ENG 4U: When All Else Fails, Rely on Celebrities

So, let’s try this again.

A Quick Overview of the Task

  • You will produce a 1-2 minute video that explains how to avoid a grammatical/structure issue in your writing or how to add a complex structure (like parallelism) to your writing
  • Your audience will be your fellow students. Thus, you will need to include formal definitions, but you will also need to explain the issue/structure in a way a teen can understand.
  • You may use the tool of your choice to make the video. PowerPoint is an excellent choice, but there are many other options available to you. It is your responsibility to ensure that your choice is appropriate for you. For example, if you are uncomfortable in front of a camera, your video should not feature you at a whiteboard. Similarly, if you don’t know anything about Adobe Premiere, don’t use it.
  •  If necessary, we will schedule access to microphones and computer technology

Why Are We Doing This?

The following images are from the curriculum for ENG 4U. Let’s take a quick look:

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So, what does this mean?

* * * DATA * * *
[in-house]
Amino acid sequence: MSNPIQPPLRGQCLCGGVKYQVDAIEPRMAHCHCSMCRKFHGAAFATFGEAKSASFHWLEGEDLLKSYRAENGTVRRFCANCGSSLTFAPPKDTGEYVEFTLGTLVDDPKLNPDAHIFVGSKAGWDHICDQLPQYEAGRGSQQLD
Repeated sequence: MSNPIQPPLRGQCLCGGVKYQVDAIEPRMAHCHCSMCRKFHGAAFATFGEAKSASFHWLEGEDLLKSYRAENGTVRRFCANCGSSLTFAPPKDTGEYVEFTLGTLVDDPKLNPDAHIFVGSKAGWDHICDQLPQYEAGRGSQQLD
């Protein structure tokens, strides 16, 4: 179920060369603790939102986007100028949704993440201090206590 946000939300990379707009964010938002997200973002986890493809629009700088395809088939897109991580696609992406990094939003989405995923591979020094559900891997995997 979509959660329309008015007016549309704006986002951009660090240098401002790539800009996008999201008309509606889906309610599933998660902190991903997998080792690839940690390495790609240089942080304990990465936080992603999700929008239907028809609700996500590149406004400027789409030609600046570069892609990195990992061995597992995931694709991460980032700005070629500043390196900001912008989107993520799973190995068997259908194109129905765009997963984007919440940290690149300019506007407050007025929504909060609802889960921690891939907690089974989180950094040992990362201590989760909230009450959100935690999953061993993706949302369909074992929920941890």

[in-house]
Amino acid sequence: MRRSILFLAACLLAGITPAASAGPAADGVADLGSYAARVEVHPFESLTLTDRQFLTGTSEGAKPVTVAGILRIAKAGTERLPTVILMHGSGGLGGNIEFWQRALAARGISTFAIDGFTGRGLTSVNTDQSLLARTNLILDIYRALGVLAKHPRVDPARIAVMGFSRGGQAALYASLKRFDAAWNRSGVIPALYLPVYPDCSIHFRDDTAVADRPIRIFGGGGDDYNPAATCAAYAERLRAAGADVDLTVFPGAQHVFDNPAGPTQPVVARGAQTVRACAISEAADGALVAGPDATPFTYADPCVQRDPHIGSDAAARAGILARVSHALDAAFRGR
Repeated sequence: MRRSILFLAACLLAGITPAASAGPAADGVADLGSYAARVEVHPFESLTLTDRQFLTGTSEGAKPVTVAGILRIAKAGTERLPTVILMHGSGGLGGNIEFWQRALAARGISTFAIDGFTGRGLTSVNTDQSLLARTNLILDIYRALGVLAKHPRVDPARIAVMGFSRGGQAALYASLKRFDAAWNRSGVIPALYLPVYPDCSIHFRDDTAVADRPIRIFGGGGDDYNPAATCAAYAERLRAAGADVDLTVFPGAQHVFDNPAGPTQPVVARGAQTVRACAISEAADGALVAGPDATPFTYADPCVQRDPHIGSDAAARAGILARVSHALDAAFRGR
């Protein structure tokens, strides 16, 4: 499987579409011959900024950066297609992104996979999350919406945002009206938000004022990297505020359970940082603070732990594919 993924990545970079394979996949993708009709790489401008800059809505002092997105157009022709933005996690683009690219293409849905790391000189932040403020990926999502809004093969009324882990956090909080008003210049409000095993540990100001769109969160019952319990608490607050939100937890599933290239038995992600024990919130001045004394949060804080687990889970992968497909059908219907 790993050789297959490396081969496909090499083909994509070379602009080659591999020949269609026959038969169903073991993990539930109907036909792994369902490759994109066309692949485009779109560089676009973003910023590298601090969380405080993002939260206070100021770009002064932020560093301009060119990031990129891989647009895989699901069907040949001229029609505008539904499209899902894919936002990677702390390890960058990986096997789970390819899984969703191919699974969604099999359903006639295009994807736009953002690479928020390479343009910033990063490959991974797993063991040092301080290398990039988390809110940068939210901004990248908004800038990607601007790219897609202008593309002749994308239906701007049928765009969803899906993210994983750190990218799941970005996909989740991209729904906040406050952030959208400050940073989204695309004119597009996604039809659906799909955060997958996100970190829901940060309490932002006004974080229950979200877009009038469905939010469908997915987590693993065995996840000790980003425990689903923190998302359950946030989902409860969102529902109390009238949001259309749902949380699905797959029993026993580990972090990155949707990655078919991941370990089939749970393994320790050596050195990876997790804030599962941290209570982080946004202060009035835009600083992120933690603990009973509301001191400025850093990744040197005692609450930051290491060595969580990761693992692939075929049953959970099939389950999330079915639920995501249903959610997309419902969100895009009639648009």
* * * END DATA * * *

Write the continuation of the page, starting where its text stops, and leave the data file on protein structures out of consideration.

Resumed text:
• you must use learn how to use grammar conventions clearly and effectively (but which grammar conventions?)
  • you need to demonstrate metacognition, meaning that you need to identify the strengths/weaknesses in your own writing and reflect upon those strengths/weaknesses in order to improve your work
  • you need to articulate proofreading strategies
  • you need to create media texts that feature conventions and forms appropriate for the task
  • you need to plan the media text for a specific audience

How Are Tutorial Videos Structured?

Most effective tutorial videos do the following:

  1. an opening that engages the audience through humour or the introduction of a problem (often present, but not necessary)
  2.  a quick introduction that states the topic/focus (“today, we are going to talk about comma splices”)
  3. a formal definition of the problem, with a breakdown of the key terms
  4. an informal definition of the problem in language that is more accessible
  5. examples of the problem
  6. an explanation of how to fix the problem
  7. a quick review/final thought

Let’s watch these examples to see if the elements above are present.

Now, let’s take a look at some submissions from last year. Note how radically different the videos are.

Finally, here is the  Becoming a Better Writer rubric.


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